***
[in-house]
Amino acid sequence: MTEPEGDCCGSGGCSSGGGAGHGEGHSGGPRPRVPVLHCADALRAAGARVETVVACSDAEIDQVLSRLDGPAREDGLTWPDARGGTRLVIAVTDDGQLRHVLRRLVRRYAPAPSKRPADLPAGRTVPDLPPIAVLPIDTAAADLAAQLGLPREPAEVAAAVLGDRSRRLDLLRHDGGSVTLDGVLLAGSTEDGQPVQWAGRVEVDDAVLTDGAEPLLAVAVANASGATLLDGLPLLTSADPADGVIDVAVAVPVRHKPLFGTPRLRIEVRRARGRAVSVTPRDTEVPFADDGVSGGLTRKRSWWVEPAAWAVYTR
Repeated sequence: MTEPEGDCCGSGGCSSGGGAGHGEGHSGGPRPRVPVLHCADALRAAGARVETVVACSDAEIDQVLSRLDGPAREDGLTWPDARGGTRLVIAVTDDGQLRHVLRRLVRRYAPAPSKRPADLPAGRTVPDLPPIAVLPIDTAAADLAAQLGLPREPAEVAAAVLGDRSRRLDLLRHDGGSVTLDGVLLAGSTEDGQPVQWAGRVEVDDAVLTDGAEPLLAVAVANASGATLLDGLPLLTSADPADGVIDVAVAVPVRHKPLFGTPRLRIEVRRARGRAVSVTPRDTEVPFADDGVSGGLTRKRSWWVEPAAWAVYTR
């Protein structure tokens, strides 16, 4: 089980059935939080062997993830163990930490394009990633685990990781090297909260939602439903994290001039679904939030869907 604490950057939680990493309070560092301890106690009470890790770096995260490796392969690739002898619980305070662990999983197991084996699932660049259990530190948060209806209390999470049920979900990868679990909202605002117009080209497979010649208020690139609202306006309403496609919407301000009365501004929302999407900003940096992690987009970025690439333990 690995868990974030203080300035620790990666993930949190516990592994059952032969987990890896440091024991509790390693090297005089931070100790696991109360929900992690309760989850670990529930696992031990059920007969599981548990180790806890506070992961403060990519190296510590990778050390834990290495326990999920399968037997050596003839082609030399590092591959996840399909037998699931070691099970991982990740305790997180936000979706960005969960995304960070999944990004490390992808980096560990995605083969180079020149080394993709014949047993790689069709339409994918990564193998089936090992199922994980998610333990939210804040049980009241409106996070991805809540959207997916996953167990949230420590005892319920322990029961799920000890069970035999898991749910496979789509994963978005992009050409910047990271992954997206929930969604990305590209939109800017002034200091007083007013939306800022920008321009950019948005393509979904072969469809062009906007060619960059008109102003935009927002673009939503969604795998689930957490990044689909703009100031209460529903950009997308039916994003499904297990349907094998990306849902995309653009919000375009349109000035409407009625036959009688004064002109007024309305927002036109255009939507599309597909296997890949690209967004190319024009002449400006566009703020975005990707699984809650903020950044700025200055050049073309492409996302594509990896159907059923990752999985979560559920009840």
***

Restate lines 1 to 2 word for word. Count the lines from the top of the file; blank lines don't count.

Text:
[in-house]
Amino acid sequence: MTEPEGDCCGSGGCSSGGGAGHGEGHSGGPRPRVPVLHCADALRAAGARVETVVACSDAEIDQVLSRLDGPAREDGLTWPDARGGTRLVIAVTDDGQLRHVLRRLVRRYAPAPSKRPADLPAGRTVPDLPPIAVLPIDTAAADLAAQLGLPREPAEVAAAVLGDRSRRLDLLRHDGGSVTLDGVLLAGSTEDGQPVQWAGRVEVDDAVLTDGAEPLLAVAVANASGATLLDGLPLLTSADPADGVIDVAVAVPVRHKPLFGTPRLRIEVRRARGRAVSVTPRDTEVPFADDGVSGGLTRKRSWWVEPAAWAVYTR